As recently as the 1980s, gray seals effectively were extinct on Cape Cod. So when researchers announced last week that the population there has recovered not to 15,000 gray seals, the previous official estimate, but to as many as 50,000, it was dramatic evidence of how quickly conservation sometimes can work.
But the researchers, writing in the journal BioScience, weren’t just interested in the seals. They also sought to demonstrate the rapidly evolving potential of satellites to count and monitor wildlife populations and to answer big questions about the natural world. That’s still news to many wildlife ecologists, according to senior author David W. Johnston, of Duke University’s Nicholas School of the Environment. Ecologists have been slow to incorporate satellite data in their work so far, in part because their training and culture are about going into the field to get to know their study subjects first hand. The perspective from outer space has not necessarily seemed all that relevant.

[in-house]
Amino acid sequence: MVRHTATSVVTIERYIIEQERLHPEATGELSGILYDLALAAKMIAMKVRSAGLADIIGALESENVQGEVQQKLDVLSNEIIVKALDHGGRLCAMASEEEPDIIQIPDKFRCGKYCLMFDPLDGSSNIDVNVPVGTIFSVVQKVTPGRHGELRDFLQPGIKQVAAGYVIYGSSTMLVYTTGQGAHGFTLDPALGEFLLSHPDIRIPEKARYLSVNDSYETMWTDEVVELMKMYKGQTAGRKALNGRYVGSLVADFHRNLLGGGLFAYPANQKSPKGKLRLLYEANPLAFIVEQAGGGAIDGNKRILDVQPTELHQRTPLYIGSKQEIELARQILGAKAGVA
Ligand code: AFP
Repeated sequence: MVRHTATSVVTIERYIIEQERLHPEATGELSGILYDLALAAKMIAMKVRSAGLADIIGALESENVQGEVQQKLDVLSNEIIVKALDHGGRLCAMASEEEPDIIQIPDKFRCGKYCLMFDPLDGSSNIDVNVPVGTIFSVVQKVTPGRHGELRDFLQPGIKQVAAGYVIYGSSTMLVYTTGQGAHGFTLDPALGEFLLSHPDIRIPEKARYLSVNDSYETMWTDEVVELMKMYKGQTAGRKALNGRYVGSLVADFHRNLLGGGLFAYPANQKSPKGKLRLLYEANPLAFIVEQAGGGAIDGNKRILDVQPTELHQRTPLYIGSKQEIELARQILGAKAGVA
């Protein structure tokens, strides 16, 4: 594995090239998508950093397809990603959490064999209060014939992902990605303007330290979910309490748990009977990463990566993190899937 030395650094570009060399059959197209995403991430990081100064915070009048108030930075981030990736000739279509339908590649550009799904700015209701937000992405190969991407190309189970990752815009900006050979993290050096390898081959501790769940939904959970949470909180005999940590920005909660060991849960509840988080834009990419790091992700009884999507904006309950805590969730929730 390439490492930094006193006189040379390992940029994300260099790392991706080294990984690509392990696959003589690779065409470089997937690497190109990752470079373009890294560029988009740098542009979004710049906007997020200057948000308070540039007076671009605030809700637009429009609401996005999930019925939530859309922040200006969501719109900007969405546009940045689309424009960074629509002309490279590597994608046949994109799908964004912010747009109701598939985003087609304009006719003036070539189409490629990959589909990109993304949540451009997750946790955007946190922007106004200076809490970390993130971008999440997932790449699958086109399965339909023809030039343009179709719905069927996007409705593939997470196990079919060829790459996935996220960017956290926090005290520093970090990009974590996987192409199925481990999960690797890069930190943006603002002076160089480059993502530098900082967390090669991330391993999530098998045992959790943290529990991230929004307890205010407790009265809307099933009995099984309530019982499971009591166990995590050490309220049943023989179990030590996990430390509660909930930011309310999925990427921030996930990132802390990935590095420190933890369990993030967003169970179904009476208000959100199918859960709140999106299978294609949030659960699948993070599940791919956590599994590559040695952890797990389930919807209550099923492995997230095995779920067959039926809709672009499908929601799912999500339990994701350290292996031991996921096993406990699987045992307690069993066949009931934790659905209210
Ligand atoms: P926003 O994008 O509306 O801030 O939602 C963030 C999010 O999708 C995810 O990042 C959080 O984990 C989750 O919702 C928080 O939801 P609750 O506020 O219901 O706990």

But the rapidly growing abundance and sophistication of satellite imagery and remote sensing data is about to change that: "High-resolution earth imagery sources represent rich, underutilized troves of information about marine and terrestrial wildlife populations," Johnston and his co-authors write. They urge wildlife ecologists to embrace satellite imagery "as a legitimate data source that can supplement and even supplant traditional methods."